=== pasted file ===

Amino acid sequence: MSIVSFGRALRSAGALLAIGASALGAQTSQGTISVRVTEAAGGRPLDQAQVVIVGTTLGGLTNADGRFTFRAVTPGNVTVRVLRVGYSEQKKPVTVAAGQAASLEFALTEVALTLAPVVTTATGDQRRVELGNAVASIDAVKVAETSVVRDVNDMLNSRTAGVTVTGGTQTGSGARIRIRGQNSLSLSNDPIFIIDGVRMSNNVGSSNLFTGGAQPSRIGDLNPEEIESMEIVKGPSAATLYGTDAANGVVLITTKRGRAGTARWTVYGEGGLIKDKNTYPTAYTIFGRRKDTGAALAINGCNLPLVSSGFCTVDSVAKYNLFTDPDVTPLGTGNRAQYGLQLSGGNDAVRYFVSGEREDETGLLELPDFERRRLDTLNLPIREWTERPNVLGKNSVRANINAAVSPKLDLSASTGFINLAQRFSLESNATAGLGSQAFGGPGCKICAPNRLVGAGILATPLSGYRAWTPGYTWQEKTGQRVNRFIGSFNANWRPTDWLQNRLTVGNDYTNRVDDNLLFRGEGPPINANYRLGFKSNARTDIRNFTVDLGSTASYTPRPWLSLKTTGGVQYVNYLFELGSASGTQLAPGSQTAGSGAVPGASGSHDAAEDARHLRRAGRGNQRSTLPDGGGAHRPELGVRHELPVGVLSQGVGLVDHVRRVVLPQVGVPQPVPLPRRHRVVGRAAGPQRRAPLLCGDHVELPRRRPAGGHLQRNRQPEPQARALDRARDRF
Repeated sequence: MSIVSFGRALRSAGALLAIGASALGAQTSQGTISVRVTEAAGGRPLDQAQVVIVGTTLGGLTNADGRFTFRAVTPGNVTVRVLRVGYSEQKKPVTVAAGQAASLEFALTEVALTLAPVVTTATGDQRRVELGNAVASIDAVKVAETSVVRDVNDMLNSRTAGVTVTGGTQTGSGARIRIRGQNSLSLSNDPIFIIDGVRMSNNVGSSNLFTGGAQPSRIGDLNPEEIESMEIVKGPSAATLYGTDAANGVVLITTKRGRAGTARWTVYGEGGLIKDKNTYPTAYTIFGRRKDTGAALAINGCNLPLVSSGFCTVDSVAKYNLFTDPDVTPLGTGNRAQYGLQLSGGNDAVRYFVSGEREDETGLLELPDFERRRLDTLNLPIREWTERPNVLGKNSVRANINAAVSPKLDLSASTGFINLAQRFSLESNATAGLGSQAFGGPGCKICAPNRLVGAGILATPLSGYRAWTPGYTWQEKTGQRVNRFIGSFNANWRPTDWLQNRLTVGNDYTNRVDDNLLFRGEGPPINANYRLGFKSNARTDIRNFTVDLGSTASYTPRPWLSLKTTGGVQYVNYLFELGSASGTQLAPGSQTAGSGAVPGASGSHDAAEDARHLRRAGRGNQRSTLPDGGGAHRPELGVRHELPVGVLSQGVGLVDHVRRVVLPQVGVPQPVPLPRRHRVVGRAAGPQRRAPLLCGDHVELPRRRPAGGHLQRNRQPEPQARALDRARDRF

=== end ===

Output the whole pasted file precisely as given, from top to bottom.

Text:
Amino acid sequence: MSIVSFGRALRSAGALLAIGASALGAQTSQGTISVRVTEAAGGRPLDQAQVVIVGTTLGGLTNADGRFTFRAVTPGNVTVRVLRVGYSEQKKPVTVAAGQAASLEFALTEVALTLAPVVTTATGDQRRVELGNAVASIDAVKVAETSVVRDVNDMLNSRTAGVTVTGGTQTGSGARIRIRGQNSLSLSNDPIFIIDGVRMSNNVGSSNLFTGGAQPSRIGDLNPEEIESMEIVKGPSAATLYGTDAANGVVLITTKRGRAGTARWTVYGEGGLIKDKNTYPTAYTIFGRRKDTGAALAINGCNLPLVSSGFCTVDSVAKYNLFTDPDVTPLGTGNRAQYGLQLSGGNDAVRYFVSGEREDETGLLELPDFERRRLDTLNLPIREWTERPNVLGKNSVRANINAAVSPKLDLSASTGFINLAQRFSLESNATAGLGSQAFGGPGCKICAPNRLVGAGILATPLSGYRAWTPGYTWQEKTGQRVNRFIGSFNANWRPTDWLQNRLTVGNDYTNRVDDNLLFRGEGPPINANYRLGFKSNARTDIRNFTVDLGSTASYTPRPWLSLKTTGGVQYVNYLFELGSASGTQLAPGSQTAGSGAVPGASGSHDAAEDARHLRRAGRGNQRSTLPDGGGAHRPELGVRHELPVGVLSQGVGLVDHVRRVVLPQVGVPQPVPLPRRHRVVGRAAGPQRRAPLLCGDHVELPRRRPAGGHLQRNRQPEPQARALDRARDRF
Repeated sequence: MSIVSFGRALRSAGALLAIGASALGAQTSQGTISVRVTEAAGGRPLDQAQVVIVGTTLGGLTNADGRFTFRAVTPGNVTVRVLRVGYSEQKKPVTVAAGQAASLEFALTEVALTLAPVVTTATGDQRRVELGNAVASIDAVKVAETSVVRDVNDMLNSRTAGVTVTGGTQTGSGARIRIRGQNSLSLSNDPIFIIDGVRMSNNVGSSNLFTGGAQPSRIGDLNPEEIESMEIVKGPSAATLYGTDAANGVVLITTKRGRAGTARWTVYGEGGLIKDKNTYPTAYTIFGRRKDTGAALAINGCNLPLVSSGFCTVDSVAKYNLFTDPDVTPLGTGNRAQYGLQLSGGNDAVRYFVSGEREDETGLLELPDFERRRLDTLNLPIREWTERPNVLGKNSVRANINAAVSPKLDLSASTGFINLAQRFSLESNATAGLGSQAFGGPGCKICAPNRLVGAGILATPLSGYRAWTPGYTWQEKTGQRVNRFIGSFNANWRPTDWLQNRLTVGNDYTNRVDDNLLFRGEGPPINANYRLGFKSNARTDIRNFTVDLGSTASYTPRPWLSLKTTGGVQYVNYLFELGSASGTQLAPGSQTAGSGAVPGASGSHDAAEDARHLRRAGRGNQRSTLPDGGGAHRPELGVRHELPVGVLSQGVGLVDHVRRVVLPQVGVPQPVPLPRRHRVVGRAAGPQRRAPLLCGDHVELPRRRPAGGHLQRNRQPEPQARALDRARDRF